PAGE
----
San Leandro in Alameda County, California — The American West (Pacific Coastal)
Transporting the Water
Hydraulics were used to widen and strengthen the dam. In this sketch drawn by John Muir in 1888, look for the metal-lined wooden flume into which workmen shoveled and sprayed earth from nearby hills that gravity would move to the dam. Notice the superintendent’s cottage that used to sit on top of the hill.
Tunnel No. 2:
Underneath the mock neo-classical temple lies the inlet of Tunnel No. 2, which was completed in 1875. It connected reservoir waters to the main Oakland pipelines in 1876. The decorative temple, named “Diana’s Temple,” was built in 1917. Note for scale the man standing at the bottom-left of the inlet.
Tunnel No. 3:
This tunnel was built in 1889 as a secondary spillway to move excess water from the reservoir back to San Leandro Creek. Dug and dynamited 1,438 feet through rock, the exit is visible near the city of San Leandro’s Chabot Park.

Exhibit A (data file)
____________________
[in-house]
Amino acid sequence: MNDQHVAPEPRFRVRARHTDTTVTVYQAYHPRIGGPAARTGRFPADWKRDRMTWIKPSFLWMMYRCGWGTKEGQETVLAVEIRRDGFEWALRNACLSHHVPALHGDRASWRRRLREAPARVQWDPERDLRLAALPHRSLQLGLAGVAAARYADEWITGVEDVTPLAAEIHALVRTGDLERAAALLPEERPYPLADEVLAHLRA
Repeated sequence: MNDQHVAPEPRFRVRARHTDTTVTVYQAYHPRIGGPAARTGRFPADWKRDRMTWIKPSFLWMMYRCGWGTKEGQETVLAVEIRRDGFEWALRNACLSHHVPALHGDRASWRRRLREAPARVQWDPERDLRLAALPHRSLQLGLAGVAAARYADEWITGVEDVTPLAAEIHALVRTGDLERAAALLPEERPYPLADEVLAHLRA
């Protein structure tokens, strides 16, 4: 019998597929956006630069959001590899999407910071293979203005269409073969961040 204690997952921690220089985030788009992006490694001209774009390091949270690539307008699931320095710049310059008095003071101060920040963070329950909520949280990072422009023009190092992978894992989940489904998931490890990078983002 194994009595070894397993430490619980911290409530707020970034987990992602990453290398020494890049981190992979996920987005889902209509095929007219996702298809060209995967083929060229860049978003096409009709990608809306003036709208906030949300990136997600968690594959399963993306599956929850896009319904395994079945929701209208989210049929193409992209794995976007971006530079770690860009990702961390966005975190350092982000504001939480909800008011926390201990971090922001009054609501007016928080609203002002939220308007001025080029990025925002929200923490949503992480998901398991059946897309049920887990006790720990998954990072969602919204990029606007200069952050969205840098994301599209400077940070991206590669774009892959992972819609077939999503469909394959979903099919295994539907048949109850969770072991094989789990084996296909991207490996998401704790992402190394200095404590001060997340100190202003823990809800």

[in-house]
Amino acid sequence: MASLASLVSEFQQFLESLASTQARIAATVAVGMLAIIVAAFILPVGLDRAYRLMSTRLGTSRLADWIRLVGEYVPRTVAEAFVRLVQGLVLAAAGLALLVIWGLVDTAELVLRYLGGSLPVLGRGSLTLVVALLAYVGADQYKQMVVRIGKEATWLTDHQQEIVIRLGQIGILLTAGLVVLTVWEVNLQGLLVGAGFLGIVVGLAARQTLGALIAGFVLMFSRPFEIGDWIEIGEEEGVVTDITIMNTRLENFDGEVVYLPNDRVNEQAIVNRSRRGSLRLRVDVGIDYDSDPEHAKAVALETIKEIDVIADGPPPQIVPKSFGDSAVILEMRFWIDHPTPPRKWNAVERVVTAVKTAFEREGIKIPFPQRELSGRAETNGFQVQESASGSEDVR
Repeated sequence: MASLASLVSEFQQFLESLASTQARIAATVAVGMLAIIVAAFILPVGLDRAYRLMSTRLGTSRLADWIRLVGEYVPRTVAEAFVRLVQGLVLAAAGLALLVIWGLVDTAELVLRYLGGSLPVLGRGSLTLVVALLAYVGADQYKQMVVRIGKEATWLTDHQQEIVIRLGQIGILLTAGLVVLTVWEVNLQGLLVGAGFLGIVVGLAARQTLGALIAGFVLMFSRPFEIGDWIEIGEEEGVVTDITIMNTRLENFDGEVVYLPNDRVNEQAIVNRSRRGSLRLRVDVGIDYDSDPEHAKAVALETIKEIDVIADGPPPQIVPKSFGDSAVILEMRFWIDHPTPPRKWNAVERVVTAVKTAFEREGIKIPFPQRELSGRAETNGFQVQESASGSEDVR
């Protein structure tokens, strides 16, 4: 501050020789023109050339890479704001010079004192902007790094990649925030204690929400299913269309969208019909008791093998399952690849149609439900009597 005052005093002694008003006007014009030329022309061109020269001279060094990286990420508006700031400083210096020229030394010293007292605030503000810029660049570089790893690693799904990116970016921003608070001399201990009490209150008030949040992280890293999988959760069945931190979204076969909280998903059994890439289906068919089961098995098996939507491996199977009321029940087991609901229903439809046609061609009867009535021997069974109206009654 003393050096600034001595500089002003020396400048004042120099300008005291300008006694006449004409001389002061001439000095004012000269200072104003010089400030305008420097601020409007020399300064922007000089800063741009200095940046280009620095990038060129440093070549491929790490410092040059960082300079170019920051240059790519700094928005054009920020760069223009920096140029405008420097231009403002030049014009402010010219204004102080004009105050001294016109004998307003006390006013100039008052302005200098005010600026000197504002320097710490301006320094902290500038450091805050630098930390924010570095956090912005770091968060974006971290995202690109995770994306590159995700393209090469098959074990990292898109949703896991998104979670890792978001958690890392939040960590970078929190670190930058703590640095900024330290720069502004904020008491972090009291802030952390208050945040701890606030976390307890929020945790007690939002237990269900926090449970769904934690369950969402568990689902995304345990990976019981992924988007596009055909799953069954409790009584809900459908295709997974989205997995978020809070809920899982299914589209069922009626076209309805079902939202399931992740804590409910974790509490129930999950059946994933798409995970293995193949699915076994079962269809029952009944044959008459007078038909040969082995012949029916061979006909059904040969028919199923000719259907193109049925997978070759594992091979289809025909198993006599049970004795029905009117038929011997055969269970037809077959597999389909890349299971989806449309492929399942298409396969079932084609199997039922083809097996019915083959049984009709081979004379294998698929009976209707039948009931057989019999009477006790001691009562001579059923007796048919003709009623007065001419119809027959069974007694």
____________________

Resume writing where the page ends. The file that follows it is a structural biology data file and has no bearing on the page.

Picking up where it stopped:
Erected 2012 by East Bay Regional Park District.
Location. 37° 43.803′ N, 122° Click for map. The one mile Lake Chabot Historical Walk begins at the parking lot at the end of Estudillo Avenue. This marker is about one mile from the beginning of the trail. Marker is at or near this postal address: 1799 Estudillo Avenue, San Leandro CA 94577, United States of America.
Other nearby markers. At least 8 other markers are within walking distance of this marker. To Build a Dam (here, next to this marker); Chabot Dam (a few steps from this marker); Of Fins and Flippers (about 400 feet away, measured in a direct line); Taming the Waters’ Flow (about 700 feet away); Yem-Po: Chinese Labor Camp (approx. 0.2 miles away); Tunnel No. 1 Control Shaft (approx. 0.2 miles away); A Zoo, a Monkey, and a Mansion Here Too! (approx. 0.2 miles away); Filtration Basins (approx. 0.4 miles away). Click for a list of all markers in San Leandro.
Also see . . . Lake Chabot Historical Walk. (Submitted on February 21, 2014.)
Categories. • Man-Made Features •
Credits. This page originally submitted on , by Barry Swackhamer of San Jose, California. This page has been viewed 203 times since then and 57 times this year. Photos: 1, 2. submitted on , by Barry Swackhamer of San Jose, California. • Syd Whittle was the editor who published this page. This page was last revised on June 16, 2016.
Editor’s want-list for this marker. Photo of the tunnel exit near Chabot Park. • Can you help?